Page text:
By Laura Goodall 06/07/2016


Dr Lance O’Sullivan was kicked out of school for disruptive behaviour. Twice. Now the award-winning Māori doctor has created another kind of disruption – an ambitious new health app that aims to speed up diagnosis and treatment times for common childhood illnesses.

Māori innovation is skyrocketing.  The June 2016 statistics say it all: Māori innovation reached almost 65 percent in 2015 while the rest of New Zealand slumbered at less than 50 percent.

Statistics can’t tell us what is actually driving this booming trend, though. That’s a job for Matariki X – an inspiring annual event that brings together leading Māori entrepreneurs from around the country to share how and why they are so innovative and successful in what they do.

This year, Matariki X was held in Rotorua, where 14 speakers from a broad range of businesses – including sport, agriculture, tourism, retail and health – told incredible stories focused around how they overcame failure to succeed. There was a sense of warmth, informality and camaraderie even towards strangers, which other innovation-focused gatherings don’t seem to have.

The speakers shared intriguing traits in connection with their success: determination, adaptability, passion, long-term vision, strong ties with supportive people, and the courage to just bite the bullet and put plans into action.

But there was one thing about the speakers that really stood out. Most are daring, outspoken boat-rockers who don’t conform to doing things ‘the usual way’.

Perhaps the best word for encapsulating this, as Selwyn Hayes suggests, is haututū:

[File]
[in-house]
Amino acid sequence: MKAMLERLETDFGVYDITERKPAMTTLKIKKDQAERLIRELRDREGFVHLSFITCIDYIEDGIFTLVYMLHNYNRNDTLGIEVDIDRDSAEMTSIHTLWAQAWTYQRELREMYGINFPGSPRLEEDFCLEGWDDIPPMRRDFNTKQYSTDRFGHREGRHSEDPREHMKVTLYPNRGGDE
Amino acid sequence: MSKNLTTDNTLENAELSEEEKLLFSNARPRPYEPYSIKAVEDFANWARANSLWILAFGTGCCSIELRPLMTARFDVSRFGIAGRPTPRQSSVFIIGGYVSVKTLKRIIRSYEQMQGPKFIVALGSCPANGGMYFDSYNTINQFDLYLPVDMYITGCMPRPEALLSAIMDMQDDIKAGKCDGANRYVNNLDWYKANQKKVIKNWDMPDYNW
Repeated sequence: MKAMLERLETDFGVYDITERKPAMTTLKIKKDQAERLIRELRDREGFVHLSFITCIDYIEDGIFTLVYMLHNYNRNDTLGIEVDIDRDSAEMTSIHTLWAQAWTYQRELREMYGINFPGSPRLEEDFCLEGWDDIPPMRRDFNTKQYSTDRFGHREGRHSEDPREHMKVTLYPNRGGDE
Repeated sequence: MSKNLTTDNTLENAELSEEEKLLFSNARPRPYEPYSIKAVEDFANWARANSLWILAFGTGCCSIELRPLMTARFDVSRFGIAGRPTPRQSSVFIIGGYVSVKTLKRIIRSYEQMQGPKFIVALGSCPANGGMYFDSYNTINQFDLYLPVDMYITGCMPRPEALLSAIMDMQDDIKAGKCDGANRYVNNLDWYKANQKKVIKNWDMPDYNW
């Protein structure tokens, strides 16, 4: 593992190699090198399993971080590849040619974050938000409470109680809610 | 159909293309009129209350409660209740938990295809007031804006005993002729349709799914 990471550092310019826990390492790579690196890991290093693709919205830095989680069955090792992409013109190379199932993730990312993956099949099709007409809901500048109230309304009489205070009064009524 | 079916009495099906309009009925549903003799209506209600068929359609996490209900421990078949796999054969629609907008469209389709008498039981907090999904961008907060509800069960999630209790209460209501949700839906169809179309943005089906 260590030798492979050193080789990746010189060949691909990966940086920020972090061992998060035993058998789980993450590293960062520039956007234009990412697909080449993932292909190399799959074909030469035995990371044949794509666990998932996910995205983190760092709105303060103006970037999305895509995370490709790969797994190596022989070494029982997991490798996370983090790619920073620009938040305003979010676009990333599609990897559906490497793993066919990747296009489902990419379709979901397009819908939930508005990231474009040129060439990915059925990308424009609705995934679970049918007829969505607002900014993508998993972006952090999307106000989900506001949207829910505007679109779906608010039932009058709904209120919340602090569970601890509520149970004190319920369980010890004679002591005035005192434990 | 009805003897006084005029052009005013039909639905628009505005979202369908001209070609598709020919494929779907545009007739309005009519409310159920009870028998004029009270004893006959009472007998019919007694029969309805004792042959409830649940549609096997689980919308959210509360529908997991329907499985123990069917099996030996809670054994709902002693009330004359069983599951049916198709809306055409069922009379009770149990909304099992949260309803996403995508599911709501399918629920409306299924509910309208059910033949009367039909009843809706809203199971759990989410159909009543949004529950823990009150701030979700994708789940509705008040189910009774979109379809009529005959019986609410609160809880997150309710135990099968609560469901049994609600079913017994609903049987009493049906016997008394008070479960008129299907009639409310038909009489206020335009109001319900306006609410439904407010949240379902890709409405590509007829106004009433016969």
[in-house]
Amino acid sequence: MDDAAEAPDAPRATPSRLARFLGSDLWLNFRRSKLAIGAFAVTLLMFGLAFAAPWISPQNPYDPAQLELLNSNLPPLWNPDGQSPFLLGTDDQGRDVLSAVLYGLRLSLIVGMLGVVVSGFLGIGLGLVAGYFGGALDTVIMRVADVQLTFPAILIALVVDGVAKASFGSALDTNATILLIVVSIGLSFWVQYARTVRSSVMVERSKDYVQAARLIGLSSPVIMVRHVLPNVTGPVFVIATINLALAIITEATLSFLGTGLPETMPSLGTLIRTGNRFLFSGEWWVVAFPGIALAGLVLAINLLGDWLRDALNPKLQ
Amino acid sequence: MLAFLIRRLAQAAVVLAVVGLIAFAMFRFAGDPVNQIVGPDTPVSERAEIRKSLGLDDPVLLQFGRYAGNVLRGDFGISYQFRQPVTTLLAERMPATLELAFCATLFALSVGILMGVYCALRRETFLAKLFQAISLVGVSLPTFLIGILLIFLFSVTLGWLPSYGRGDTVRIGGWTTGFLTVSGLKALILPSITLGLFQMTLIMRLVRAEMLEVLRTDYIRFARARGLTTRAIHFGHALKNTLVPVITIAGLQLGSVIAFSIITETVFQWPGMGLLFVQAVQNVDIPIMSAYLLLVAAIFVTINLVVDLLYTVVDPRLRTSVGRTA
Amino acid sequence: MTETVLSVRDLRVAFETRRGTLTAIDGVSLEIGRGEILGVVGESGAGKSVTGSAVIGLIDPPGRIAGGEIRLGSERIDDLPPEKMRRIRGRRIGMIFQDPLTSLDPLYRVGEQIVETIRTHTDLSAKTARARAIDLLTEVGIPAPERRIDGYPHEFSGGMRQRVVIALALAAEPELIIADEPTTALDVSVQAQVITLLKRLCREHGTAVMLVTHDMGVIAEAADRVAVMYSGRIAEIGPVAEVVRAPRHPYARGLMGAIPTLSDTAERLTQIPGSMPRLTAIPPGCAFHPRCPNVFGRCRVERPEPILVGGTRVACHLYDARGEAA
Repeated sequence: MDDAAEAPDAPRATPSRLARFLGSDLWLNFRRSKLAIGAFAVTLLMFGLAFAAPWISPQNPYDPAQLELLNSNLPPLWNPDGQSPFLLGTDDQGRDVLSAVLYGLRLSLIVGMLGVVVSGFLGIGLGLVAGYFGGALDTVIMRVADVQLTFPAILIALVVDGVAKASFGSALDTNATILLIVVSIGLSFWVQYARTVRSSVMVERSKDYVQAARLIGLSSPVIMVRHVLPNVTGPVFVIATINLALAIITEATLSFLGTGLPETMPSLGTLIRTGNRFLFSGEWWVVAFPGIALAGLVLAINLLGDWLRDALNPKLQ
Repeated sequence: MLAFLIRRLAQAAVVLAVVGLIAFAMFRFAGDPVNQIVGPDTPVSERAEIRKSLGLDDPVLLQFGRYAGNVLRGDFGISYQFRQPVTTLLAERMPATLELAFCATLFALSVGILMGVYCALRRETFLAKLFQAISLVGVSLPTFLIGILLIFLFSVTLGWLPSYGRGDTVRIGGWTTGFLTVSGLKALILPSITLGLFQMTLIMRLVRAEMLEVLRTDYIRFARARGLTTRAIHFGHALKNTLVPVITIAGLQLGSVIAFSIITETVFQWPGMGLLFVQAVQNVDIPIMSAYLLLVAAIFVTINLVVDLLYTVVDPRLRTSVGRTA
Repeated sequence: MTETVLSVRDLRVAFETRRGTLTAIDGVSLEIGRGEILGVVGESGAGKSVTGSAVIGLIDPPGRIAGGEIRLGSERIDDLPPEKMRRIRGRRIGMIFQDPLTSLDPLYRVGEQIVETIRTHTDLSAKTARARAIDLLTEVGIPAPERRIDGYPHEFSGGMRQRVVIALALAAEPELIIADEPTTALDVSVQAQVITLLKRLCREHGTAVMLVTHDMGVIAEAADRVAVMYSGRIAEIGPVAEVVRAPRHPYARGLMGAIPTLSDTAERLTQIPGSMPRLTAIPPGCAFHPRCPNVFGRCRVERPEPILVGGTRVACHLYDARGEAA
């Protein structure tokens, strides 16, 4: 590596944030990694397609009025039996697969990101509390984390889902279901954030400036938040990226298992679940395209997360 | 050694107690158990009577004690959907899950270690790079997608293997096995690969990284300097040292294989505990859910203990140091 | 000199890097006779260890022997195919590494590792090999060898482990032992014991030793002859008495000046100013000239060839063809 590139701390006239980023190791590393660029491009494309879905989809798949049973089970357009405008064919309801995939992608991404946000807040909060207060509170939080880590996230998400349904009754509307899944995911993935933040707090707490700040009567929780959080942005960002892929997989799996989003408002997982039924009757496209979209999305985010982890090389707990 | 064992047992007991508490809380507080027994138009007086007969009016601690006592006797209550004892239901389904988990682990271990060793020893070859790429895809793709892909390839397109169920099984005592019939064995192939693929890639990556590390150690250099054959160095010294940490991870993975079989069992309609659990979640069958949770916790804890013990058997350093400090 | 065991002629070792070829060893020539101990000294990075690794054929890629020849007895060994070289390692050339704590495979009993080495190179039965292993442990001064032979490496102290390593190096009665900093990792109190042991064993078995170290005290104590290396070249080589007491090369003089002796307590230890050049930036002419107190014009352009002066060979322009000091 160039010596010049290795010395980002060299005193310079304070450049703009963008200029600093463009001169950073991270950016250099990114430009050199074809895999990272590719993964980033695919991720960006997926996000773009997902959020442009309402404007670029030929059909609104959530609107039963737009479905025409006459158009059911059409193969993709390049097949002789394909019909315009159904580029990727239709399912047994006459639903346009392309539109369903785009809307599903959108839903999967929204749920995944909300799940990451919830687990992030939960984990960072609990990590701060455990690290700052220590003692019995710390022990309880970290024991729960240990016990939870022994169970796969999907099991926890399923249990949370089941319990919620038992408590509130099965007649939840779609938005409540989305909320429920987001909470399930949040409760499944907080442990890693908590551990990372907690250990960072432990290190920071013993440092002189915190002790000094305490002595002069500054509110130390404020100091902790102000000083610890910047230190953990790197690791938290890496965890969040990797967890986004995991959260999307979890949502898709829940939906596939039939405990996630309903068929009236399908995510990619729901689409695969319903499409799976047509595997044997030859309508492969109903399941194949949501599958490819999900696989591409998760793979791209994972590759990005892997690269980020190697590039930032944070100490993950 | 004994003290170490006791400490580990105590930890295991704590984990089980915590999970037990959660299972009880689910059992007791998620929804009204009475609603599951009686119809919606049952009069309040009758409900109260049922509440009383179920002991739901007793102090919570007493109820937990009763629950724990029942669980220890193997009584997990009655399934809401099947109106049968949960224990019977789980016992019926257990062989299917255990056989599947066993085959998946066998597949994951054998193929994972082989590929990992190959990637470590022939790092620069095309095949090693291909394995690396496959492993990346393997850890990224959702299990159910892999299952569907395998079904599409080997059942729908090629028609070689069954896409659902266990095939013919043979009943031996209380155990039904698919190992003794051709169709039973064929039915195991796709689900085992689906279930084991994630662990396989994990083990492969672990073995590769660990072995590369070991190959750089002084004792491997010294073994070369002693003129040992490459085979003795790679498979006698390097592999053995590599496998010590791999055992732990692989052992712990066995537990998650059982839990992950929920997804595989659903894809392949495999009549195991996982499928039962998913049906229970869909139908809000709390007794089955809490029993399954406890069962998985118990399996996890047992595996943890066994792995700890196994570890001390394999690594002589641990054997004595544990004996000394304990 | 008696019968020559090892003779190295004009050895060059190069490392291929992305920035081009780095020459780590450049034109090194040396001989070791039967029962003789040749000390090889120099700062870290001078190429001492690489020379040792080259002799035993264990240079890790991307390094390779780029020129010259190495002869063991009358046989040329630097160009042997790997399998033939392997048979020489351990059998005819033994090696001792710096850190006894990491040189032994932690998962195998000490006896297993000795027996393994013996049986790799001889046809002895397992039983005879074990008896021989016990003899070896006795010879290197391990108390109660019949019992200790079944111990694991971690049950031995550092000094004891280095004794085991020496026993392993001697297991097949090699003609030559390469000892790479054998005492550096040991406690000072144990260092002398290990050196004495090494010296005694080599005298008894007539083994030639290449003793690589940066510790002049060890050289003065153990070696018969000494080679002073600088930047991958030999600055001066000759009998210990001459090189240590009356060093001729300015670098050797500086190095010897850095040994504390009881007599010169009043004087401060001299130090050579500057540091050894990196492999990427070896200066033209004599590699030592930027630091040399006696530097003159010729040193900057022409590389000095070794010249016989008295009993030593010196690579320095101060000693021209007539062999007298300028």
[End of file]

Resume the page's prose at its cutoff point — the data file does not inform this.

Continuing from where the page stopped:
Haututū in this sense referring to the mischievous characteristics of an entrepreneur, forever enshrined in Māori consciousness through the legendary exploits of Māui Tikitiki-a-Taranga. Our people desperately need that creative, disruptive (haututū) trait…so that they can be innovative, so as to be transformational”.

Portrait of Dr Lance O'Sullivan
Dr Lance O’Sullivan

One entrepreneur at Matariki X who definitely doesn’t play by the rules is Dr Lance O’Sullivan.

Lance (Te Rarawa, Ngāti Hau, Ngāti Maru) is an award-winning Northland doctor who combines a Māori approach to healthcare with the latest ipad technology to improve the health of his people.

Expelled from two different high schools within just a few months of each other, you’d think Lance’s ‘disruptive’ tendencies would create barriers to success. Not so. After transferring to a Māori Catholic boarding school – where he was encouraged to embrace his heritage, nurture his strengths and change his outlook on life – Lance went on to achieve things far beyond his previous teachers’ expectations.

“Failure has actually created the person I am. It’s given me resilience and the burning desire and passion to do what I do as a doctor,” Lance says.

Creating the ‘Uber of healthcare’

Being ‘disruptive’ now means changing things for the better. Because when Lance sees that there is a problem, he will do whatever he can to fix it. Even if it means going against the grain.

“There is an absolute need to innovate – an absolute need,” he says. “We have incredibly poor health outcomes and this is unacceptable. It’s unacceptable that our tamariki suffer a third of chronic diseases when they should be living a life full of potential. The ‘same old, same old’ doesn’t work for our people, so innovation is critical.”

It’s paid off. In 2014, Lance was declared New Zealander of the Year 2014 for bringing health programmes to isolated rural communities. To date, he and his wife have set up at least three programmes that aim to remove barriers to healthcare, such as cost and inaccessibility.

Now he has temporarily put down his stethoscope to work on his latest project, a revolutionary app he calls ‘the Uber of healthcare’.